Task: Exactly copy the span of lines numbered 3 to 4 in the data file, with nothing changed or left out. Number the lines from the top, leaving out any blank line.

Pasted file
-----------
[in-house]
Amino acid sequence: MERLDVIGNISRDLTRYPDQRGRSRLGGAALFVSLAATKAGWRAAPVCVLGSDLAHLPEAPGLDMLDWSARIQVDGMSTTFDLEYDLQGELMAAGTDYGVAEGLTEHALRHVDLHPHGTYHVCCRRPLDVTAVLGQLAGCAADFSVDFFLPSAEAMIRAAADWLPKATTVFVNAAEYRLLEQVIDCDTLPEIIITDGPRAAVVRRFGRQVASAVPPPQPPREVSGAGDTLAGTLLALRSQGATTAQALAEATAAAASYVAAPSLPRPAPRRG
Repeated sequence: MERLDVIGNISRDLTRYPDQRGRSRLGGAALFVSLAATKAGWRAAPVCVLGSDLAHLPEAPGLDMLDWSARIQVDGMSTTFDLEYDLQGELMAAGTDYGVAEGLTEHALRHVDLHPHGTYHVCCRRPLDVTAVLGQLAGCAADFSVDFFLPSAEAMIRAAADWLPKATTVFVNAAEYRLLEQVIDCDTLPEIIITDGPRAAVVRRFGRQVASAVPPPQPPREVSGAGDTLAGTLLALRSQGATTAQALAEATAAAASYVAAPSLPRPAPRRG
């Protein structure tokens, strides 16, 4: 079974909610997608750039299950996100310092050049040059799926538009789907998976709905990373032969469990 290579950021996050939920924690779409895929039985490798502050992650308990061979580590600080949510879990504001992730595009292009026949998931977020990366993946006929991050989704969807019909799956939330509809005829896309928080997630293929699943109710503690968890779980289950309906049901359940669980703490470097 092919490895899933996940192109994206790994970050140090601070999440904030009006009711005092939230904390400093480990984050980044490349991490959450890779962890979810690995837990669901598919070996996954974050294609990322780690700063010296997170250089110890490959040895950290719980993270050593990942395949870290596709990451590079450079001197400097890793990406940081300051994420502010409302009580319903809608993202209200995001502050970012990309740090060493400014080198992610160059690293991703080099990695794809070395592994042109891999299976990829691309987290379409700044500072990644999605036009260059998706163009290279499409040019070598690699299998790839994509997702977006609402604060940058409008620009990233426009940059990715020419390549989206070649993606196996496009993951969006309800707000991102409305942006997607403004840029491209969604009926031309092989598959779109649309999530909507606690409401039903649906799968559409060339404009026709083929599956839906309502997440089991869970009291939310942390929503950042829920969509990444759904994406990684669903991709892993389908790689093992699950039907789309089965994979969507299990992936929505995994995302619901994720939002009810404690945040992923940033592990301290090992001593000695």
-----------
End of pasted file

Repeated sequence: MERLDVIGNISRDLTRYPDQRGRSRLGGAALFVSLAATKAGWRAAPVCVLGSDLAHLPEAPGLDMLDWSARIQVDGMSTTFDLEYDLQGELMAAGTDYGVAEGLTEHALRHVDLHPHGTYHVCCRRPLDVTAVLGQLAGCAADFSVDFFLPSAEAMIRAAADWLPKATTVFVNAAEYRLLEQVIDCDTLPEIIITDGPRAAVVRRFGRQVASAVPPPQPPREVSGAGDTLAGTLLALRSQGATTAQALAEATAAAASYVAAPSLPRPAPRRG
């Protein structure tokens, strides 16, 4: 079974909610997608750039299950996100310092050049040059799926538009789907998976709905990373032969469990 290579950021996050939920924690779409895929039985490798502050992650308990061979580590600080949510879990504001992730595009292009026949998931977020990366993946006929991050989704969807019909799956939330509809005829896309928080997630293929699943109710503690968890779980289950309906049901359940669980703490470097 092919490895899933996940192109994206790994970050140090601070999440904030009006009711005092939230904390400093480990984050980044490349991490959450890779962890979810690995837990669901598919070996996954974050294609990322780690700063010296997170250089110890490959040895950290719980993270050593990942395949870290596709990451590079450079001197400097890793990406940081300051994420502010409302009580319903809608993202209200995001502050970012990309740090060493400014080198992610160059690293991703080099990695794809070395592994042109891999299976990829691309987290379409700044500072990644999605036009260059998706163009290279499409040019070598690699299998790839994509997702977006609402604060940058409008620009990233426009940059990715020419390549989206070649993606196996496009993951969006309800707000991102409305942006997607403004840029491209969604009926031309092989598959779109649309999530909507606690409401039903649906799968559409060339404009026709083929599956839906309502997440089991869970009291939310942390929503950042829920969509990444759904994406990684669903991709892993389908790689093992699950039907789309089965994979969507299990992936929505995994995302619901994720939002009810404690945040992923940033592990301290090992001593000695």